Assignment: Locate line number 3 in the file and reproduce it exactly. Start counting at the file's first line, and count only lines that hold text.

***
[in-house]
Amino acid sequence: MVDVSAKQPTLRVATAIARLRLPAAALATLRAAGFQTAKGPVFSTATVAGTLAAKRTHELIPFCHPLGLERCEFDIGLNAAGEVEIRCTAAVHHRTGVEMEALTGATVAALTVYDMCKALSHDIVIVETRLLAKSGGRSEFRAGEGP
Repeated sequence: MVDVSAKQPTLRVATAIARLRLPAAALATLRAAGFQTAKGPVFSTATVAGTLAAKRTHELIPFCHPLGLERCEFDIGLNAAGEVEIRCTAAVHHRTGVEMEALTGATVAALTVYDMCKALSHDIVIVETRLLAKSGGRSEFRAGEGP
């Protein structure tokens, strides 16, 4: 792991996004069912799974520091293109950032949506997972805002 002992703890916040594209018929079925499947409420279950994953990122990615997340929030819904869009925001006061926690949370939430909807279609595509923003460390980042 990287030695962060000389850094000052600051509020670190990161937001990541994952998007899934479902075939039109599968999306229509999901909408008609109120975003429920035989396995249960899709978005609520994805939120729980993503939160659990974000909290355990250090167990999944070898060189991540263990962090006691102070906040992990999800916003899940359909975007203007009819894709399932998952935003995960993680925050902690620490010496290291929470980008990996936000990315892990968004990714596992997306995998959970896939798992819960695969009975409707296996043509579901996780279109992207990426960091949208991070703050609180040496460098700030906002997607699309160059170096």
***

Repeated sequence: MVDVSAKQPTLRVATAIARLRLPAAALATLRAAGFQTAKGPVFSTATVAGTLAAKRTHELIPFCHPLGLERCEFDIGLNAAGEVEIRCTAAVHHRTGVEMEALTGATVAALTVYDMCKALSHDIVIVETRLLAKSGGRSEFRAGEGP